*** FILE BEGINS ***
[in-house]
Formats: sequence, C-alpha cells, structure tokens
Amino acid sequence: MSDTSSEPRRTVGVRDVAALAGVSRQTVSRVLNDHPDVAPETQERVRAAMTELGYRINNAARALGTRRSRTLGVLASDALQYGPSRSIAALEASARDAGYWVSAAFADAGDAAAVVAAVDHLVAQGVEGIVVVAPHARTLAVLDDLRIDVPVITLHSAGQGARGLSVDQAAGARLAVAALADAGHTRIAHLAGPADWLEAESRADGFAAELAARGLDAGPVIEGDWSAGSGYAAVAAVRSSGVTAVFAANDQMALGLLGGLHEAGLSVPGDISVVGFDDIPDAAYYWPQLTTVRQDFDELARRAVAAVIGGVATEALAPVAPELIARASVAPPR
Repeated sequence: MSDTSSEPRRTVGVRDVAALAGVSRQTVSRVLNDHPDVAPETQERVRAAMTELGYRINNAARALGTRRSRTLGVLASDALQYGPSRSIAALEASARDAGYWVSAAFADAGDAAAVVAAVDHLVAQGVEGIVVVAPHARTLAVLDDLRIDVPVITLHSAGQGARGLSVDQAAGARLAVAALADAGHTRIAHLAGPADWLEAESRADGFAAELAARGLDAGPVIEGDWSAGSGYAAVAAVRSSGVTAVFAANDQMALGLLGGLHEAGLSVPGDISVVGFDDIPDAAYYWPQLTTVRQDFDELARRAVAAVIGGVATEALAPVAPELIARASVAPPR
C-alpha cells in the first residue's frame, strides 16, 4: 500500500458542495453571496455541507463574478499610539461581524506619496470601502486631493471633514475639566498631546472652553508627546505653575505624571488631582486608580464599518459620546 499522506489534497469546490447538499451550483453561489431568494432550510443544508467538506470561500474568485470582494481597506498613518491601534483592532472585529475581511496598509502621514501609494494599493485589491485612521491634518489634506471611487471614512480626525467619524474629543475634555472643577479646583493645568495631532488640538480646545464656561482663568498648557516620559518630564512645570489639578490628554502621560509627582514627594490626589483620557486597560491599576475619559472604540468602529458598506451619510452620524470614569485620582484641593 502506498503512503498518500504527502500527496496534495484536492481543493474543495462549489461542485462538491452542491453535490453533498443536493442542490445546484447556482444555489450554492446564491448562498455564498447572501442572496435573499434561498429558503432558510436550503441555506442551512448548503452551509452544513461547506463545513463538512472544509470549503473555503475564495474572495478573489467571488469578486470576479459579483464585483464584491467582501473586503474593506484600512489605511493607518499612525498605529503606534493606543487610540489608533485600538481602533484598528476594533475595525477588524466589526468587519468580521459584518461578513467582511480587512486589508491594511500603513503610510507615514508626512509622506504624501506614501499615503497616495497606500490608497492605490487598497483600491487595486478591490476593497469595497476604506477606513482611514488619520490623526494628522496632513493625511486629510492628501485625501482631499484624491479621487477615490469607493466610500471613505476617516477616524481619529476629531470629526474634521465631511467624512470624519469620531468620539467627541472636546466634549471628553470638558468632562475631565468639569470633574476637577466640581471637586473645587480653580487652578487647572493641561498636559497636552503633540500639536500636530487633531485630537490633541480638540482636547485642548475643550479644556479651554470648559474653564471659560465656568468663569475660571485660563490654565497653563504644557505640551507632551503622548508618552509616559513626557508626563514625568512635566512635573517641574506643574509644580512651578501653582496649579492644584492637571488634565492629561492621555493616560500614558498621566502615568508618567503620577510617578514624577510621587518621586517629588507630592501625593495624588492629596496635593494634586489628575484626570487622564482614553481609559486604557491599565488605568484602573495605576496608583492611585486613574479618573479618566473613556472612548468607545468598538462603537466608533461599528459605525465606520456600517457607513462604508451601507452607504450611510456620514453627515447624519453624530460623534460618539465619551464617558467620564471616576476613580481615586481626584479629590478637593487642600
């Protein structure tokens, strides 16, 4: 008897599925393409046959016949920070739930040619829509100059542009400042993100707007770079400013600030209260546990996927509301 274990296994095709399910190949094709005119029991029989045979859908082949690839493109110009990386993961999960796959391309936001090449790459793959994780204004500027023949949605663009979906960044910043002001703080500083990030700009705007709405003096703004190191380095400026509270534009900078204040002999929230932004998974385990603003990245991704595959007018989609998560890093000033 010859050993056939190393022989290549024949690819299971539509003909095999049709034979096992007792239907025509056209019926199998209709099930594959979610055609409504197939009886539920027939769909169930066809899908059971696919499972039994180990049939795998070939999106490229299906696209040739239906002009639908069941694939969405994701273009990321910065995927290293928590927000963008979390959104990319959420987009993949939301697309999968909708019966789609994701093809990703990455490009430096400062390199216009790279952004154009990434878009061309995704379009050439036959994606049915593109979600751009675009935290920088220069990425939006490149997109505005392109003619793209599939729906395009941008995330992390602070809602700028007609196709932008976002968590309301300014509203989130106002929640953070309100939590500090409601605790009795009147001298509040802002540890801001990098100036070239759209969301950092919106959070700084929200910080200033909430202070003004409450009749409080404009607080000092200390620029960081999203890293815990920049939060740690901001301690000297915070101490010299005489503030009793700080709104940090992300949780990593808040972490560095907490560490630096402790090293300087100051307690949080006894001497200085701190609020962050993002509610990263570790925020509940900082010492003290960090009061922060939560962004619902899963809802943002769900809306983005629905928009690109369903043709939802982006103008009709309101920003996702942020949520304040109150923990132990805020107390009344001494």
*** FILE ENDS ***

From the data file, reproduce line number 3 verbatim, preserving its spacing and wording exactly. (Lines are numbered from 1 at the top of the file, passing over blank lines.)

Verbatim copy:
Amino acid sequence: MSDTSSEPRRTVGVRDVAALAGVSRQTVSRVLNDHPDVAPETQERVRAAMTELGYRINNAARALGTRRSRTLGVLASDALQYGPSRSIAALEASARDAGYWVSAAFADAGDAAAVVAAVDHLVAQGVEGIVVVAPHARTLAVLDDLRIDVPVITLHSAGQGARGLSVDQAAGARLAVAALADAGHTRIAHLAGPADWLEAESRADGFAAELAARGLDAGPVIEGDWSAGSGYAAVAAVRSSGVTAVFAANDQMALGLLGGLHEAGLSVPGDISVVGFDDIPDAAYYWPQLTTVRQDFDELARRAVAAVIGGVATEALAPVAPELIARASVAPPR